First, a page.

June 26, 2014 Scouting Report
June 26th Tobacco Scouting Report
Generally, most tobacco fields have ample rainfall and rapid growth. Most are approaching or past 50% button stage. Contact suckercides have been applied to about half of the fields scouted with excellent results. These plants have 24-28 leaves, excluding the few small leaves near the button or emerging flower.
In contrast, most growers also have either late planted tobacco or areas with little to no rainfall. Within these areas, plants have approximately 16-20 leaves and are just a bit over about knee high. While these plants may be nearing button stage within the next 7-10 days, few buttons exist now. Thus, these plants are susceptible and attractive to tobacco budworms.
Tobacco Budworms – Tobacco budworms were easily found in all fields ranging from 20-45% plant infestation. Tobacco budworm size ranged from 1/8th -1 inch with most 1/8th inch suggesting newly hatched budworms as the dominant concern. For most fields, insect applications are not warranted since the feeding is concentrated on the button or bloom that is likely to be topped very soon. Too, after button stage, rarely do tobacco budworms cause significant yield loss.
For the remainder of fields, the intensity of tobacco budworms flight may warrant an insecticide treatment. Many of the fields scouted with small plants had concentration as high as 45%. A population this high may cause damage to plants.
Stinkbugs- Stinkbugs rarely reach economic threshold but damage to leaves may be evident. Adult stinkbugs pierce leaves causing leaf wilt. Scouting revealed an occasional green stinkbug but live stinkbugs or evidence of damage was well below 2%.
Tobacco Hornworm – Two tobacco hornworms were found during an entire day of scouting revealing that a few moths are laying eggs. Tobacco hornworms discovered were less than ½ inch long, and technically, should not be counted during scouting. It is mentioned in this post simply to alert scouts to be watchful for this pest within the next weeks.
Miscellaneous Insects – Japanese beetles, grasshoppers and an occasional flea beetle were also present in field. However, seldom do these cause economic damage warranting treatment. The image to the left shows damage by the Japanese beetle. While the individual plant may show great injury, it is simply 3-4 leaves of one plant of about 6000 per acre and is far worse to see than any true economic damage. Lastly, the number of beneficial insects far outnumbered pest (other than the tobacco budworm). Protection of beneficial insects now may provide control of upcoming pest and delay or eliminate the need for an insecticide treatment!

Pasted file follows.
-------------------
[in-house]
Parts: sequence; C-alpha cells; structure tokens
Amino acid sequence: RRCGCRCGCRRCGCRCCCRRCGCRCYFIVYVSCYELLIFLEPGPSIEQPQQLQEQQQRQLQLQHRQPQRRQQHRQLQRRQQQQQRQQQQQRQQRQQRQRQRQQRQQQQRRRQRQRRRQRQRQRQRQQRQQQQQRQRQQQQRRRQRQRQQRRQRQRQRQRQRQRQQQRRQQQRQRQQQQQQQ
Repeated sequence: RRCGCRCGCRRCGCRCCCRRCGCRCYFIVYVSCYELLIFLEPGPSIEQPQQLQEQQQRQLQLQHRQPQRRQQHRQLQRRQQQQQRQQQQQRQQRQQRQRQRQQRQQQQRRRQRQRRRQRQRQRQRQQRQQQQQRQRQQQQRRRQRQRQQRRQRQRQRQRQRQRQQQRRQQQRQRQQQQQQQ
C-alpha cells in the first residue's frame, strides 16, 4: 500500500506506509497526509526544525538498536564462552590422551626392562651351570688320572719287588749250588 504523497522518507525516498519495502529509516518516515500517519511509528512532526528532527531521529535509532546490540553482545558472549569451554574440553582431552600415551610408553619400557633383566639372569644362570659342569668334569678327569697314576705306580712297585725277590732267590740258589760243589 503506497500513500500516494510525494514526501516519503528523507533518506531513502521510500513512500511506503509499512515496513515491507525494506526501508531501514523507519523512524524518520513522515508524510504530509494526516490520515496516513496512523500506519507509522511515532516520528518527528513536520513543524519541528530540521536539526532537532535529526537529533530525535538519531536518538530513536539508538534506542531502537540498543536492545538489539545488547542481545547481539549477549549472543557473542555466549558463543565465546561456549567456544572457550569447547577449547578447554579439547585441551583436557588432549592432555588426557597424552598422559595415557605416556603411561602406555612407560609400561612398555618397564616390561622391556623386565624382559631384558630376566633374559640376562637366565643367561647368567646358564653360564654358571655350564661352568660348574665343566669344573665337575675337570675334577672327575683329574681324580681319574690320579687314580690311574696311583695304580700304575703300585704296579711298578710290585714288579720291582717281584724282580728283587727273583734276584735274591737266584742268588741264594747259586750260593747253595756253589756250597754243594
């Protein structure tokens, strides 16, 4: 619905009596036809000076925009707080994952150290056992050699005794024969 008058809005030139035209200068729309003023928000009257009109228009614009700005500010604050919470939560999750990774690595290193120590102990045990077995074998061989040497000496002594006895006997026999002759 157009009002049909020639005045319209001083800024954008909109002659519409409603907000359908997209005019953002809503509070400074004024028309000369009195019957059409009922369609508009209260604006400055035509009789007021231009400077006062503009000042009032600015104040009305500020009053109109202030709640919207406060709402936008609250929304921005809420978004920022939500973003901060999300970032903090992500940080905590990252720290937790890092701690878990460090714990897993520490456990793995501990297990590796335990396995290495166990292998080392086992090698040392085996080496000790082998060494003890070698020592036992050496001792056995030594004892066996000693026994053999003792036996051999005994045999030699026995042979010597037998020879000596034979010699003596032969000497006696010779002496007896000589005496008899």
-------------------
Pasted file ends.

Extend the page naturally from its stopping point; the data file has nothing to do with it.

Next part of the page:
TOPPING AND SUCKER CONTROL
Last weeks comments covered products and timing. This week I’d like to cover a few points regarding management in general. To begin, topping needs to occur as soon as possible. Early topping stimulates root growth making plants more drought tolerant, less prone to lodging, more efficient in nutrient uptake, increases alkaloid production and makes plants less prone to some insects. However, to reap these benefits, topping needs to occurs as early as possible. Waiting until full bloom to top plants reduces yield 20-25 pounds per acre per day!
Secondly, consider plant height when topping. Whenever possible, much of the testing conducted by NCSU aims to harvest 18-22 leaves. Yield in excess of 3,000 lbs/ac is possible and common. Harvest of additional leaves may or may not provide additional weight depending upon climatic conditions of the season. However, additional leaves will indeed require additional labor and curing costs. Given the size of many tobacco producers and that much is done with mechanical harvest equipment, one can’t be too critical of the issue. However, consider that ultimately, one sells tobacco by pounds, not the number of leaves. If excess curing cost, labor or late harvest has been a concern of past production, consider topping plants to harvest 20-22 leaves rather than 24-28 leaves.
Lastly, in last week’s web post, it was mentioned that some chemical topping may occur with timely application of a contact material. This is normal. Regrettably, this season some additional leaf scorch or spots has also been normal. In part, this is likely due to the rapidly growing conditions due to recent rainfall. Too, the hot and humid conditions during the past few days contribute to tender leaves. Contact materials are simply causing very small areas of leaf scorch. Given this situation, it is strongly advised to adhere to the proven production recommendations. Do not add any additional materials to the tank.